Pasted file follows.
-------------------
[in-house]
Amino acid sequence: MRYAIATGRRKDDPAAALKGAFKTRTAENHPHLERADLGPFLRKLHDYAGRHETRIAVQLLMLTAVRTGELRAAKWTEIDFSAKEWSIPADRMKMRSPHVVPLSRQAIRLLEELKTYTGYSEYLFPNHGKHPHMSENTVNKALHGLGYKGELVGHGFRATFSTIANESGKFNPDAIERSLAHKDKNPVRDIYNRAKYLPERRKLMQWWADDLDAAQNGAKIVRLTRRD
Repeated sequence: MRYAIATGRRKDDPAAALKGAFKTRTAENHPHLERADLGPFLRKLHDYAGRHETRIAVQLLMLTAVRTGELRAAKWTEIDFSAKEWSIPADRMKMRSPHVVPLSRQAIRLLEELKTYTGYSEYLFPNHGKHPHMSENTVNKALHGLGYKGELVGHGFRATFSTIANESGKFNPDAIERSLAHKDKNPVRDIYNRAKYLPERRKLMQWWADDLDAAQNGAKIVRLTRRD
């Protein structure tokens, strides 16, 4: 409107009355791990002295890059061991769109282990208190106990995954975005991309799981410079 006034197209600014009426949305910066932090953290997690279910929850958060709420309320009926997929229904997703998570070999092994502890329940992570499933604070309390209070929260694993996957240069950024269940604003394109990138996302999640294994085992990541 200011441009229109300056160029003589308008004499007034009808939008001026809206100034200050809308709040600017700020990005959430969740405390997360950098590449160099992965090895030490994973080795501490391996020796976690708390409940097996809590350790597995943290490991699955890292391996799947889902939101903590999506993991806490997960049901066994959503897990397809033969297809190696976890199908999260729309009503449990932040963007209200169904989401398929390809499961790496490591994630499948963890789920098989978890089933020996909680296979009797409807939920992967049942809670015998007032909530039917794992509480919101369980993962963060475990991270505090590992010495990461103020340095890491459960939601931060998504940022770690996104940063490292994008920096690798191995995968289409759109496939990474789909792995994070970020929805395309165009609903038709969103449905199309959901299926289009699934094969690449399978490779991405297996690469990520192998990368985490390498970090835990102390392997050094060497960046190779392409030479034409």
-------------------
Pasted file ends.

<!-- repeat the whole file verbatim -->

[in-house]
Amino acid sequence: MRYAIATGRRKDDPAAALKGAFKTRTAENHPHLERADLGPFLRKLHDYAGRHETRIAVQLLMLTAVRTGELRAAKWTEIDFSAKEWSIPADRMKMRSPHVVPLSRQAIRLLEELKTYTGYSEYLFPNHGKHPHMSENTVNKALHGLGYKGELVGHGFRATFSTIANESGKFNPDAIERSLAHKDKNPVRDIYNRAKYLPERRKLMQWWADDLDAAQNGAKIVRLTRRD
Repeated sequence: MRYAIATGRRKDDPAAALKGAFKTRTAENHPHLERADLGPFLRKLHDYAGRHETRIAVQLLMLTAVRTGELRAAKWTEIDFSAKEWSIPADRMKMRSPHVVPLSRQAIRLLEELKTYTGYSEYLFPNHGKHPHMSENTVNKALHGLGYKGELVGHGFRATFSTIANESGKFNPDAIERSLAHKDKNPVRDIYNRAKYLPERRKLMQWWADDLDAAQNGAKIVRLTRRD
């Protein structure tokens, strides 16, 4: 409107009355791990002295890059061991769109282990208190106990995954975005991309799981410079 006034197209600014009426949305910066932090953290997690279910929850958060709420309320009926997929229904997703998570070999092994502890329940992570499933604070309390209070929260694993996957240069950024269940604003394109990138996302999640294994085992990541 200011441009229109300056160029003589308008004499007034009808939008001026809206100034200050809308709040600017700020990005959430969740405390997360950098590449160099992965090895030490994973080795501490391996020796976690708390409940097996809590350790597995943290490991699955890292391996799947889902939101903590999506993991806490997960049901066994959503897990397809033969297809190696976890199908999260729309009503449990932040963007209200169904989401398929390809499961790496490591994630499948963890789920098989978890089933020996909680296979009797409807939920992967049942809670015998007032909530039917794992509480919101369980993962963060475990991270505090590992010495990461103020340095890491459960939601931060998504940022770690996104940063490292994008920096690798191995995968289409759109496939990474789909792995994070970020929805395309165009609903038709969103449905199309959901299926289009699934094969690449399978490779991405297996690469990520192998990368985490390498970090835990102390392997050094060497960046190779392409030479034409």